There have been many interesting stories over the years, but confidentiality won’t allow me to share many of those. I can say, I’ve gotten “air hugs” after a big play when a player saw me in the stands. I’ve received a game ball from a player who was thankful for the work we had done together that week leading up to the game. But, one of the stories that still makes me laugh at myself is the day that I met T.Y. Hilton. I had been in the building for a couple of weeks, and I was trying to get to know players and their names. I introduced myself to this player saying, “Hi I’m Liz.” The player answered, “Hi, I’m T.Y.” After those usual niceties were exchanged, I went on with my day and he did too. A couple of weeks later, I was in our cafeteria, and I looked up at the ceiling and at that time there was this kind of a ring of honor. There were banners that hung from the ceiling and there was T.Y.’s picture up there. I remember laughing to myself and saying, “Oh, that was a pretty important person that you met you know.” I did not know the magnitude of his career or his athletic prowess or anything at that time. So, I still laugh about the fact that I didn’t know who T.Y. was when I met him. I think it just says so much more about who he is as a person that he was not at all taken aback that I didn’t know him. It didn’t matter to him that I was not necessarily a fan, and he just introduced himself to me, welcomed me, and we moved along with our day. That’s been seven years ago now. It is one of the things about our players that I love so much, that they are really down-to-earth men. They are people with public jobs that have private lives and they are just regular people. That’s one thing I love about the Colts. I think that makes us different. We care about the total person. They are not just good players, they are also good men.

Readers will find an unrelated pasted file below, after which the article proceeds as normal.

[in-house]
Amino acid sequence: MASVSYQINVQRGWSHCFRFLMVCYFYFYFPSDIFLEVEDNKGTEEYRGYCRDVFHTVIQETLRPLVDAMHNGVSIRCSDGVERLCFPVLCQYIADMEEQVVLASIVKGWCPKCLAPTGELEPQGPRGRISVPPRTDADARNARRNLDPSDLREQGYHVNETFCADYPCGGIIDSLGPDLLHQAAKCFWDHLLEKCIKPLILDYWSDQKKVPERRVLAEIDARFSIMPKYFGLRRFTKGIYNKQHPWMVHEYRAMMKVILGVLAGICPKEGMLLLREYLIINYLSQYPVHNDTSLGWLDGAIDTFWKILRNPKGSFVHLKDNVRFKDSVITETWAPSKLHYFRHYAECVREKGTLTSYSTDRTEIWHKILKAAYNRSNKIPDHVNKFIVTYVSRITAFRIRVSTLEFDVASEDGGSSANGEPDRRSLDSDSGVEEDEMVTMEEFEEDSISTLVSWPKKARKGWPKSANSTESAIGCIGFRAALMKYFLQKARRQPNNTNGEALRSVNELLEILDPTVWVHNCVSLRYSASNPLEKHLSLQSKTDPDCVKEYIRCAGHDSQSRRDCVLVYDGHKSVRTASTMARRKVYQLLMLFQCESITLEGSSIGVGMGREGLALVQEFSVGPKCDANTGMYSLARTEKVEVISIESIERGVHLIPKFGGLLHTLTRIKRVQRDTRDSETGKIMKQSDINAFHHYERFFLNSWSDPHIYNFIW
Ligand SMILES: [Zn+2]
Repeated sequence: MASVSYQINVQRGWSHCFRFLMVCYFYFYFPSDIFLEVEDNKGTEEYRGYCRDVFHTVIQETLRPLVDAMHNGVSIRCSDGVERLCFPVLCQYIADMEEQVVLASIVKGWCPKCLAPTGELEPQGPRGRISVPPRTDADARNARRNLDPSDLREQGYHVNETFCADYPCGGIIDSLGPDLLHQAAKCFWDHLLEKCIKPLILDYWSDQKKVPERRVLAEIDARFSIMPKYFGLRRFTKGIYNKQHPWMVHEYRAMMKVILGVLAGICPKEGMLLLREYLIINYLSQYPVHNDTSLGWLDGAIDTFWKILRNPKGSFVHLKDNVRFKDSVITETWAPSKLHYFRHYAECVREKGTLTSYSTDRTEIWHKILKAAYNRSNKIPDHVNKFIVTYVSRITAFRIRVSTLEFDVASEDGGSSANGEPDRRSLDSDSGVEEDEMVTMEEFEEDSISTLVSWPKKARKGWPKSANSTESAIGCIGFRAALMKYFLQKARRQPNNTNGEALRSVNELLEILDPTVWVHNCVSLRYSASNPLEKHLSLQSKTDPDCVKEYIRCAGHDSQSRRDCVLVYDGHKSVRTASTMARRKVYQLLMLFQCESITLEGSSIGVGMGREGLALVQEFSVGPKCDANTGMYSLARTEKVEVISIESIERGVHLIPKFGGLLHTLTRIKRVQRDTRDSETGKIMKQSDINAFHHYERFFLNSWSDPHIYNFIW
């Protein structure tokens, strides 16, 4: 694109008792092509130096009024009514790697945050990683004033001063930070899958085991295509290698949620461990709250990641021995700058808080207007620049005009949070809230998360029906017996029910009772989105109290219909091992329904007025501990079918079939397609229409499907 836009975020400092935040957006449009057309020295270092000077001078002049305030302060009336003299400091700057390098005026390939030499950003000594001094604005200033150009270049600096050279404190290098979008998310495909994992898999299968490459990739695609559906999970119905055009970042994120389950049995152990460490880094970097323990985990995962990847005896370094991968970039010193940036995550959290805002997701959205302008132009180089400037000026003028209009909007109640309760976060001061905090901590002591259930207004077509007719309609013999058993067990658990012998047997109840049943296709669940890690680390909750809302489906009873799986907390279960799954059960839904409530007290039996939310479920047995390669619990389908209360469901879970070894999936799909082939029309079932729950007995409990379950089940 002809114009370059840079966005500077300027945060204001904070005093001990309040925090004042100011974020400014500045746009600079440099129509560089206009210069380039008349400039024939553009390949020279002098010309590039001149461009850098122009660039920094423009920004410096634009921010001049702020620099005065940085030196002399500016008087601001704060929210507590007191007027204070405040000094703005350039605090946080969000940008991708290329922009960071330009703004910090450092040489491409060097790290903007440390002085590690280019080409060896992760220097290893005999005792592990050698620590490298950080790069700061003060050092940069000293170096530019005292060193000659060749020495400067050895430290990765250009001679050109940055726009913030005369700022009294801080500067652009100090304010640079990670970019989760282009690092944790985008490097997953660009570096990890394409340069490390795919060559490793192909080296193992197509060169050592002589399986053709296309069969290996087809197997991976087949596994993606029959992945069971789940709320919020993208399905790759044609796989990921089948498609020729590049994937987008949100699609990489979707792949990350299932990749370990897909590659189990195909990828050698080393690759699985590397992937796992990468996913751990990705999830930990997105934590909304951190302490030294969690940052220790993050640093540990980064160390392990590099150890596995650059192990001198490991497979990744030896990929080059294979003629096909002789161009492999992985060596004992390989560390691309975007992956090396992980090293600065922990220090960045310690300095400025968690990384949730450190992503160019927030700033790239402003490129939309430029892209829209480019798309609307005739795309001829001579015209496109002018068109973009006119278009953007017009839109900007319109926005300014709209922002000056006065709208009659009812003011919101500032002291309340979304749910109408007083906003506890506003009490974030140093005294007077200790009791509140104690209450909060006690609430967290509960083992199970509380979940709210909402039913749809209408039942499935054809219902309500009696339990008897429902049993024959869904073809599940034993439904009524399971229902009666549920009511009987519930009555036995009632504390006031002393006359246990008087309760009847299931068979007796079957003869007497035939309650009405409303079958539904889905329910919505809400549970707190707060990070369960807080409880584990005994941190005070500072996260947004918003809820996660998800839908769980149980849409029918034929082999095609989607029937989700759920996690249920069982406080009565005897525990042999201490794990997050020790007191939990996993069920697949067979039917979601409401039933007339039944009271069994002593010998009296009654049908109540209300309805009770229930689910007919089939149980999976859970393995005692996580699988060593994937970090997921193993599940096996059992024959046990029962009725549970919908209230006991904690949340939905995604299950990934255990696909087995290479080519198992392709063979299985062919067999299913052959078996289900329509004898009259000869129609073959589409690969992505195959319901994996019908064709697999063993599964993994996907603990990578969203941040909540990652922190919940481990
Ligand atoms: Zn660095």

None of us can be successful without some help along the way. Did you have mentors or cheerleaders who helped you to succeed? Can you tell us a story about their influence?

My parents were my first cheerleaders. They worked in factories and so it was important to them that my siblings and I did not have to work as physically hard as they had to, so I was really proud to be able to be the first of the kids to graduate from college. The desire to have a college degree came from my godparents. My godmother was the first woman I knew with a college degree. Spending time with them definitely fostered desire in me for developing a professional identity. In my mental health work, I’ve been so blessed to come across great mentors and supervisors over the years: Lois Bushong, Terrence Harper and Dr. Denita Hudson have all been immensely influential in me arriving to this career ready to do the work of mental health counseling. Over the years, they have maintained an open-door policy with me. Any time I have needed support or guidance, they have been just a text or a phone call away to support me, and that has been priceless. In my Colts family, David Thornton, the Director of Player Engagement, has been a constant source of encouragement and inspiration. He’s definitely been a cheerleader. He was so influential in me becoming a part of the team and now we take great pride in how we’ve been able to serve players together all this time.

According to Mental Health America’s report, over 44 million Americans have a mental health condition. Yet there’s still a stigma about mental illness. Can you share a few reasons you think this is so?

As a kid I remember hearing mental health counselors and psychiatrists referred to on TV as “shrinks” and “quacks.” There was a veil of shame in a person sitting or laying on the proverbial therapy couch because the thought was only “crazy people” have mental illness or only weak people need to see a “shrink.” I think the view is changing with movements like Kicking the Stigma because when we normalize the conversation around issues of mental health and mental illness it will help people be more willing to seek help. Many of us fear the judgement that can come when sharing personal trouble spots with someone, but that’s one of the things I love about the work, it’s a “judgement free zone.” Therapists understand life can get messy and hard. Bringing this conversation front and center with Kicking the Stigma will hopefully communicate that mental health has to be important to all of us and when a person needs support with mental illness we can rally around them like we would any other illness.

In your experience, what should a) individuals b) society, and c) the government do to better support people suffering from mental illness?